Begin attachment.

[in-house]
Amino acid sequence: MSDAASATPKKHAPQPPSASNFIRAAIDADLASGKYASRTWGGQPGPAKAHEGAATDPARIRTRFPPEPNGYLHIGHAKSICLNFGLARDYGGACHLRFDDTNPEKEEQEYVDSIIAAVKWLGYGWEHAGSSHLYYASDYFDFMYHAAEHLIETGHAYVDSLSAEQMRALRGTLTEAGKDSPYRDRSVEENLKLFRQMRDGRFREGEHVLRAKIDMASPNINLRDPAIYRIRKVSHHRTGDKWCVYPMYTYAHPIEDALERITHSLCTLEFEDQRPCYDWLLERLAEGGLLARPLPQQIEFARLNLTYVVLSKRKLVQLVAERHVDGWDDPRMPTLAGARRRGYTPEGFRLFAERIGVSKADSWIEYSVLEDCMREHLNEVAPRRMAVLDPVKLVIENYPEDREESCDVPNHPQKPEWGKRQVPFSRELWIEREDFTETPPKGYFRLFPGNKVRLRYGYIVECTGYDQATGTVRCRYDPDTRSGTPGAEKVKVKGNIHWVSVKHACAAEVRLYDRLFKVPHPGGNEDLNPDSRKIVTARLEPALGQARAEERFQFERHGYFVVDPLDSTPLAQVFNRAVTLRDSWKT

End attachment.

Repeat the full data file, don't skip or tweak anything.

[in-house]
Amino acid sequence: MSDAASATPKKHAPQPPSASNFIRAAIDADLASGKYASRTWGGQPGPAKAHEGAATDPARIRTRFPPEPNGYLHIGHAKSICLNFGLARDYGGACHLRFDDTNPEKEEQEYVDSIIAAVKWLGYGWEHAGSSHLYYASDYFDFMYHAAEHLIETGHAYVDSLSAEQMRALRGTLTEAGKDSPYRDRSVEENLKLFRQMRDGRFREGEHVLRAKIDMASPNINLRDPAIYRIRKVSHHRTGDKWCVYPMYTYAHPIEDALERITHSLCTLEFEDQRPCYDWLLERLAEGGLLARPLPQQIEFARLNLTYVVLSKRKLVQLVAERHVDGWDDPRMPTLAGARRRGYTPEGFRLFAERIGVSKADSWIEYSVLEDCMREHLNEVAPRRMAVLDPVKLVIENYPEDREESCDVPNHPQKPEWGKRQVPFSRELWIEREDFTETPPKGYFRLFPGNKVRLRYGYIVECTGYDQATGTVRCRYDPDTRSGTPGAEKVKVKGNIHWVSVKHACAAEVRLYDRLFKVPHPGGNEDLNPDSRKIVTARLEPALGQARAEERFQFERHGYFVVDPLDSTPLAQVFNRAVTLRDSWKT